Broken Trust


It's never good news when your business adviser calls out of the blue(突然地) and says, "Wes, we need to talk."英文阅读网

That's what happened to me one spring morning not long after I'd arrived at my office. I own a small agency that handles speaking engagements and literary rights for Christian entertainers, authors and leaders. I started the business in my 20s and it grew to about a dozen employees, earning me enough to provide a comfortable living for my family and to send my kids to college.

That year, though, the company hit a rough patch, so I'd hired a business consultant to give me some ideas for improvement. He's the one who called that April morning.

"Wes," he said, "your company is in more trouble than you know. We need to get together. Soon."

Before I could ask what was wrong he told me he had already been in touch with my banker and my accountant. "How about we meet at your house tonight?" I stammered out(结结巴巴地说) an okay and spent the rest of the day in a knot.

That evening, Ken, the consultant, Ed, my banker, and Tom, my CPA, sat down in my living room. Normally they were laid-back Southern guys. Tonight they looked deadly serious. Tom pulled out some spreadsheets and other documents. "Wes," he said, "do you realize how deeply your company's in debt?"

My eyes widened. A while back I'd transferred much of the day-to-day running of the company to two people I trusted. One was my chief operating officer. The other was Tim, my vice president. Tim had joined the business eight years earlier soon after graduating college. The COO had been with me 14 years. We were a team and close friends besides. Most weeks we spent far more time with each other than we did with our families.

Ed, the banker, said, "Wes, I've been getting these phone calls from Tim asking questions about the company's accounts I didn't think were proper."

"Did you know about this line of credit?" Ed continued, pointing to a paper with my signature authorizing the loan for a substantial sum of money. I didn't remember agreeing to borrow that much.

"Take a look at these expenses," Ken said, indicating high-priced hotel rooms and restaurant bills Tim and the COO had charged to the company.

I felt the color drain from my face. What on earth was going on? Yes, the past year had been difficult at work. I was in my 50s and eager to dial back, but I often disagreed with where Tim and the COO wanted to take the company. Still, none of our arguments ever suggested either of them wanted to deceive(欺骗) me.

"The bottom line, Wes," said Ken, "is it's pretty clear these guys are taking advantage of you. We need to do some more research, but at the very least you're going to have to let these guys go. Legal charges may even be in order."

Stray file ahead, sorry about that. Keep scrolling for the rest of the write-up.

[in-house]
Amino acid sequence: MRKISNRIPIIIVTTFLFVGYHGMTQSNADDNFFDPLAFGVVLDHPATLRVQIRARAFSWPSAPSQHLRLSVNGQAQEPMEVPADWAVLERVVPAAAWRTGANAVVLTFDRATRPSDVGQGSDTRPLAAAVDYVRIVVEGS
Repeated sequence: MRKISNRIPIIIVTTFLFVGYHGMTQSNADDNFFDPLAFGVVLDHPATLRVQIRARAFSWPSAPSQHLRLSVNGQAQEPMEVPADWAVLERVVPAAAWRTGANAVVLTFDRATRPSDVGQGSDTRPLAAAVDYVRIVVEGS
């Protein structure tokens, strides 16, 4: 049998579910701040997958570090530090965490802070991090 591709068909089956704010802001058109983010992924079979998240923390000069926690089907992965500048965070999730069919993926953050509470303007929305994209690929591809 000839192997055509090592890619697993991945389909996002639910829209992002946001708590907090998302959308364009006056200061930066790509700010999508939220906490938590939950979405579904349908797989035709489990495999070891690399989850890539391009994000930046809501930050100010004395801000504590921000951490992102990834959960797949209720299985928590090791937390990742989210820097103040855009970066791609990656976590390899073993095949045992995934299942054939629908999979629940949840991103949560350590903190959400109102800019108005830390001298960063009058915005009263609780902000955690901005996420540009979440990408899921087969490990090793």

I was stunned. The three of them went over some more figures then told me to lie low till we'd gathered enough documentation to make a clear case for dismissal(解雇,免职) . "In the meantime we're going to have to figure out how to get your company's finances back in order," said Tom. "You're in a pretty deep hole and it'll take some doing to climb out."

They left and I stumbled upstairs. My wife, Linda, was getting ready for bed. I told her everything. Her face turned ashen. "Wes," she said, "I can't believe it. Those guys are our friends. They betrayed you! Why?"

I shook my head. Until Linda used that word I hadn't thought of it as betrayal. These men were among my best friends. For some reason they'd taken advantage of my trust and drained money from the business we'd worked so hard to build. Maybe there was some explanation. Maybe it wasn't so utterly awful.

The next morning in the office I knew it was that awful. Shock and dismay must've been written all over my face because the minute I said hello to Tim and the COO they stiffened and gave each other a look. The company's offices were small, a two-story brick building in a complex outside Nashville. My office was downstairs. The other two guys worked on the second floor. That day and the days following I sat at my desk listening to the profound silence upstairs. The office was unbearably tense.

A stream of shocking revelations came from my advisers. They compiled paperwork on Tim first. The day I let Tim go I called him into the conference room with Ken and me, laid out the evidence and said, "Tim, we've come to the end of the road here. I know what's been happening and the company's in real trouble. I need to fire you, effective immediately." Tim didn't say a word except that he needed to get some things from his desk. On the way out he surreptitiously turned off his computer, effectively locking it since only he knew the password. He didn't say goodbye.

With the help of a computer expert, we got into Tim's computer and discovered the full extent of what he and the COO had been up to. They'd aimed to drain resources and clients from my company into a new shadow company they'd created. They intended to put me out of business then walk away with my clients. I now had enough evidence to fire the COO. The day I planned to let him go, he resigned. I immediately went to see a lawyer. The lawyer, surprisingly, told me that though I could sue both men successfully, he wouldn't recommend it.

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